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Mercedes-Benz unveils its revamped G-Class

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The all-new G-Class makes its public debut at the Detroit auto show in G550 form. Completely redeveloped and fitted with a 4.0-liter V8 biturbo gasoline engine offering 427ps and 450 lb-ft of torque at 2,000rpm to 4,750rpm, despite near-identical looks to its predecessor plenty has changed for the Mercedes-Benz SUV.


Ford’s F150 pickup gets its first diesel motor

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Developed by the powertrain team behind the 6.7-liter Power Stroke engine for super duty trucks, the all-new 3.0-liter V6 Power Stroke unit promises 250ps, 440 lb-ft of torque, and an anticipated 5175kg of towing capacity.


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In light of Fisker's solid-state battery breakthrough and claims of a one minute charge time, will this electric vehicle technology development kick-start mass BEV uptake? 

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Continental puts first 48V hybrid drive into production

Continental is to electrify one diesel variant of both the new Renault Scénic and Grand Scénic models. The system, offered as a hybrid assist, uses a 48V hybrid drive in production vehicles for the first time. Instead of the conventional starter generator, it uses an electric motor with a continuous output of 6kW (10kW temporary), which drives the crankshaft of the engine via a belt. The electric motors with integrated inverter will be supplied by the Continental plant in Nuremberg.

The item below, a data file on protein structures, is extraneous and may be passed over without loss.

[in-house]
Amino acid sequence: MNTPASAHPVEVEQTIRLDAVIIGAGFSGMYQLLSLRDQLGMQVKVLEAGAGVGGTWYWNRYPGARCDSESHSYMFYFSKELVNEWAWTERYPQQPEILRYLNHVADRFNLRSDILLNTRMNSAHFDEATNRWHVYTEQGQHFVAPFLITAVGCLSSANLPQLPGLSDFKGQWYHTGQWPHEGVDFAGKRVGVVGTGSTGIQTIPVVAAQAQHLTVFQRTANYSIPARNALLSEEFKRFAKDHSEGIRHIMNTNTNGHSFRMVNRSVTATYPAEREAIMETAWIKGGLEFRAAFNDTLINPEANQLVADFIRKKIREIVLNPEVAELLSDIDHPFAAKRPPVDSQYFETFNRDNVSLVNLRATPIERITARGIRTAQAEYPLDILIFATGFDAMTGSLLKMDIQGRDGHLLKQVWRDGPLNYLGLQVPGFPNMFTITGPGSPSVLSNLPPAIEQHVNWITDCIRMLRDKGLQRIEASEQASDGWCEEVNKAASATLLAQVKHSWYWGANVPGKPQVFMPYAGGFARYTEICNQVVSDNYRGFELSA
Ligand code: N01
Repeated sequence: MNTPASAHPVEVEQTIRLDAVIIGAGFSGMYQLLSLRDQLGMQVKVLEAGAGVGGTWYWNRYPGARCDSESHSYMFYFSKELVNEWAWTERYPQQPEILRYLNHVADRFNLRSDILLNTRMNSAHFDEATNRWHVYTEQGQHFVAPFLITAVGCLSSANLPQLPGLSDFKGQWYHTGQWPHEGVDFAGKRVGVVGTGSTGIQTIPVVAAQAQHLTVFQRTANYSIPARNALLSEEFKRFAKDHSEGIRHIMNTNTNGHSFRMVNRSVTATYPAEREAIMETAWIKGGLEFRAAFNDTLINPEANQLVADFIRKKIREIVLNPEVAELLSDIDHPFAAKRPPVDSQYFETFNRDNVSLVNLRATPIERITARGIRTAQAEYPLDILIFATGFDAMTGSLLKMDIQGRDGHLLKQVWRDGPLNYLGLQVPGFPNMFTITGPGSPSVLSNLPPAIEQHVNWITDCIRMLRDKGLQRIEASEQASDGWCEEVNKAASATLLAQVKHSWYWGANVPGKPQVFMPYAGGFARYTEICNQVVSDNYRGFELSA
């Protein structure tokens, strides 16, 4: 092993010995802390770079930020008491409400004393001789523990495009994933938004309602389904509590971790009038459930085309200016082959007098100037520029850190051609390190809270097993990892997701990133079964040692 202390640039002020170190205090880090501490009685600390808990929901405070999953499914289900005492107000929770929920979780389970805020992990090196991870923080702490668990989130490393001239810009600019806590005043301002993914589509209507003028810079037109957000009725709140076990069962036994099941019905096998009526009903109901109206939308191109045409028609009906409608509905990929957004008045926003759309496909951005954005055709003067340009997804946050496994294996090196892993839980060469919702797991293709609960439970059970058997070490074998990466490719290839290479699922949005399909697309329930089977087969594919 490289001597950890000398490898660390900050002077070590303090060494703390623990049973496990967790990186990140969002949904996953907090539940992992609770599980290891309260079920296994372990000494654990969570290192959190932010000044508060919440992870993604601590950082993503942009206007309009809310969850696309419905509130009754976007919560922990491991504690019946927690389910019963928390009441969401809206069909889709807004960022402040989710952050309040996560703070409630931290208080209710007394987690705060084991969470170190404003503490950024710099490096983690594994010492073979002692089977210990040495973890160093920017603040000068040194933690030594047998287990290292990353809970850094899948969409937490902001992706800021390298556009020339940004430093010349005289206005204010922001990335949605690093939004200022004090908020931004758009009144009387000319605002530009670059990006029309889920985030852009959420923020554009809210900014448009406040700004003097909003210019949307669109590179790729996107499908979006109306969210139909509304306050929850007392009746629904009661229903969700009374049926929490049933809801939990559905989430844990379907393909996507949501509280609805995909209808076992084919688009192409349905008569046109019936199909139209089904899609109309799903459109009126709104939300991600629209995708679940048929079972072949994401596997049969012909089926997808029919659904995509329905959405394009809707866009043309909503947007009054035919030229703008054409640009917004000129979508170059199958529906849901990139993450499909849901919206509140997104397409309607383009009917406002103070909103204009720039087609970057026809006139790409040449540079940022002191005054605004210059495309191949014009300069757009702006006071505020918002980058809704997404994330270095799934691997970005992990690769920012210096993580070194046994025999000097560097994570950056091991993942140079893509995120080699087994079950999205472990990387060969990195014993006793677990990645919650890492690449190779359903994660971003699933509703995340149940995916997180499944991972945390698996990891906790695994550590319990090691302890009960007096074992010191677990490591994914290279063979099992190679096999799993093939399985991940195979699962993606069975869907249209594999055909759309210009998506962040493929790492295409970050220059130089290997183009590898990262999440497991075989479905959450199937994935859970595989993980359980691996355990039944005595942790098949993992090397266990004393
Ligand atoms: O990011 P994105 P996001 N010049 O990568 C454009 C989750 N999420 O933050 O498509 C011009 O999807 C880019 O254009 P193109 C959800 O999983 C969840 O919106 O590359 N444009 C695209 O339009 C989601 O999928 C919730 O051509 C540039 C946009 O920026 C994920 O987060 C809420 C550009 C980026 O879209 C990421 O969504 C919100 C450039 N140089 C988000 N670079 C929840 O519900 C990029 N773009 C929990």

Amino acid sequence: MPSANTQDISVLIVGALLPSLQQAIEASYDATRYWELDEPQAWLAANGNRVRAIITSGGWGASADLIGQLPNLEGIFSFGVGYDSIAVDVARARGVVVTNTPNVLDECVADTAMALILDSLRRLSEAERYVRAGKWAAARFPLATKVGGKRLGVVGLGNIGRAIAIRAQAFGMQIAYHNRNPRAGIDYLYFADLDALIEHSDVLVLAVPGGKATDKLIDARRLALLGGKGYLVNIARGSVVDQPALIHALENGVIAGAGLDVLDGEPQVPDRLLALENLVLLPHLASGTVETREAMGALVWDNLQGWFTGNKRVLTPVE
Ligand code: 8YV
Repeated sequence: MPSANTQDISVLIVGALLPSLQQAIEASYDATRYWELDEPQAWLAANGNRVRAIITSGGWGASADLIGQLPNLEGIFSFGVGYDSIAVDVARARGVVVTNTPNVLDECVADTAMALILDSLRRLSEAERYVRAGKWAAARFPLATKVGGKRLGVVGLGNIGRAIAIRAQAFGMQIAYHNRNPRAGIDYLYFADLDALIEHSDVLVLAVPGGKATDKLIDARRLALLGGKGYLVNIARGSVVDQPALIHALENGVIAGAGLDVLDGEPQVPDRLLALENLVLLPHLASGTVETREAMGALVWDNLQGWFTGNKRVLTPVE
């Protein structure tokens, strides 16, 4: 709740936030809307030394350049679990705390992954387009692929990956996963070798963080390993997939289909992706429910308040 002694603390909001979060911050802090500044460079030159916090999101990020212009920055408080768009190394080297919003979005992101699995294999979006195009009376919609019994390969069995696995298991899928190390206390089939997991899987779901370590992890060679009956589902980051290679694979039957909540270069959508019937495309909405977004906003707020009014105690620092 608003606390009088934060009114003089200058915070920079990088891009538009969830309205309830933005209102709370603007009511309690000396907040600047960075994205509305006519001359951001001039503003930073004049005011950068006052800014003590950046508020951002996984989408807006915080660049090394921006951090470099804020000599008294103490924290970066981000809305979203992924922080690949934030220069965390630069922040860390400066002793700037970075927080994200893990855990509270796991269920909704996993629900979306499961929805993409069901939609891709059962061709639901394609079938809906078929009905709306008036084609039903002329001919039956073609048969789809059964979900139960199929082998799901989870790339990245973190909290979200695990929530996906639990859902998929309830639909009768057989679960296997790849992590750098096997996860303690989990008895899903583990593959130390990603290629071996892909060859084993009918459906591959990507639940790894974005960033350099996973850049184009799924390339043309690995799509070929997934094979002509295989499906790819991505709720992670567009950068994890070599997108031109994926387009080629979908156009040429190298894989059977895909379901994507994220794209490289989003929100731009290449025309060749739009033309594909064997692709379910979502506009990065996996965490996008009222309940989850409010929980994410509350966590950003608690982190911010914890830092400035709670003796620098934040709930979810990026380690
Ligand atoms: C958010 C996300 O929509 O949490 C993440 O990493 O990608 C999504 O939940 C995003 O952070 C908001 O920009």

Since 2013 Continental engineers have been working together with Renault on a hybrid drive. With the new system, the auto maker aims to achieve combined fuel consumption of 3.5-liters of diesel per 100km. It also aims to reduce the new Scéni’s CO2 emissions to 92g/km, which is a new CO2 benchmark in this vehicle class.

Said José Avila, executive board member responsible for the powertrain division at Continental, "We are proud that we were able to secure Renault as the first customer for our innovative 48V drive. Other production launches for both diesel and gasoline vehicles are in the pipeline for Europe and other markets including China and North America.”

The 48V solution is relatively easy to combine with pre-existing internal combustion engines, as it does not require any more room than a conventional starter generator. This is thanks to the high power to size ratio of the electric motor, which does not contain rare earth materials. This is achieved by water cooling of the stator and the high efficiency of the induction motor. To save space, the inverter, which is needed to convert direct current stored in the battery into alternating current required for operation, is integrated in the housing lid of the motor.

In addition to designing the 48V drive for the crankshaft of the internal combustion engine in Renault vehicles, Continental is also working on other solutions. The electric motor can also be placed between the engine and transmission – allowing, for example, purely electric driving in inner city areas.

November 9, 2016

9 November 2016


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